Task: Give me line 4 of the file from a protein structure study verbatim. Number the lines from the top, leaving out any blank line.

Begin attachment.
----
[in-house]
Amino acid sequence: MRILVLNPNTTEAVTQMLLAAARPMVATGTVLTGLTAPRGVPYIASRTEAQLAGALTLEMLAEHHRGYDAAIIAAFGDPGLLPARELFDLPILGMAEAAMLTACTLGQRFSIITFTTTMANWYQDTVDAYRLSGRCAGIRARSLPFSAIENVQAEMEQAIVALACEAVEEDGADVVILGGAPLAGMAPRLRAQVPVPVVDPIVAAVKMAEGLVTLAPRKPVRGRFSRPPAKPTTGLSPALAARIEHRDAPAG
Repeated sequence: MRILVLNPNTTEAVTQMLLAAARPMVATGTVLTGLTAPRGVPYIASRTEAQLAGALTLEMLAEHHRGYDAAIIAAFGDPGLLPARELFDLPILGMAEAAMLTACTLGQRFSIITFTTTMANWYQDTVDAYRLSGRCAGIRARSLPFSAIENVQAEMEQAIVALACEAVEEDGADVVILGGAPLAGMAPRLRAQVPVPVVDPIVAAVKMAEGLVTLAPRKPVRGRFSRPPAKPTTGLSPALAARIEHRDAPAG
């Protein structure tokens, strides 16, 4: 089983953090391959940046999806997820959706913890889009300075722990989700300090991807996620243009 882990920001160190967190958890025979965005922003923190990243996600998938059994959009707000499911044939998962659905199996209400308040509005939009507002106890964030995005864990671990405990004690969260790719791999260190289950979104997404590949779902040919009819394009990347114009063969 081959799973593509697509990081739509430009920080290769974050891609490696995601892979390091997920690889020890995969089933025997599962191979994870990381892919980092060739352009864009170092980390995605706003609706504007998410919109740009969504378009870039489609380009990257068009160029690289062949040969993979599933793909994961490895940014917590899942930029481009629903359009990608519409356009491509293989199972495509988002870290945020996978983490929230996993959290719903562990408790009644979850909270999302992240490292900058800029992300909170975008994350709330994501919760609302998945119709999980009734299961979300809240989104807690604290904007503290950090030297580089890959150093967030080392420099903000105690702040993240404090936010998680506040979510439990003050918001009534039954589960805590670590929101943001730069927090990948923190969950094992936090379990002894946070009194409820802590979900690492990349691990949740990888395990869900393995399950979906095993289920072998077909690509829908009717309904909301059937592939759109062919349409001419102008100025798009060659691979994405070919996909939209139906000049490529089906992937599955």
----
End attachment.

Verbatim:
């Protein structure tokens, strides 16, 4: 089983953090391959940046999806997820959706913890889009300075722990989700300090991807996620243009 882990920001160190967190958890025979965005922003923190990243996600998938059994959009707000499911044939998962659905199996209400308040509005939009507002106890964030995005864990671990405990004690969260790719791999260190289950979104997404590949779902040919009819394009990347114009063969 081959799973593509697509990081739509430009920080290769974050891609490696995601892979390091997920690889020890995969089933025997599962191979994870990381892919980092060739352009864009170092980390995605706003609706504007998410919109740009969504378009870039489609380009990257068009160029690289062949040969993979599933793909994961490895940014917590899942930029481009629903359009990608519409356009491509293989199972495509988002870290945020996978983490929230996993959290719903562990408790009644979850909270999302992240490292900058800029992300909170975008994350709330994501919760609302998945119709999980009734299961979300809240989104807690604290904007503290950090030297580089890959150093967030080392420099903000105690702040993240404090936010998680506040979510439990003050918001009534039954589960805590670590929101943001730069927090990948923190969950094992936090379990002894946070009194409820802590979900690492990349691990949740990888395990869900393995399950979906095993289920072998077909690509829908009717309904909301059937592939759109062919349409001419102008100025798009060659691979994405070919996909939209139906000049490529089906992937599955």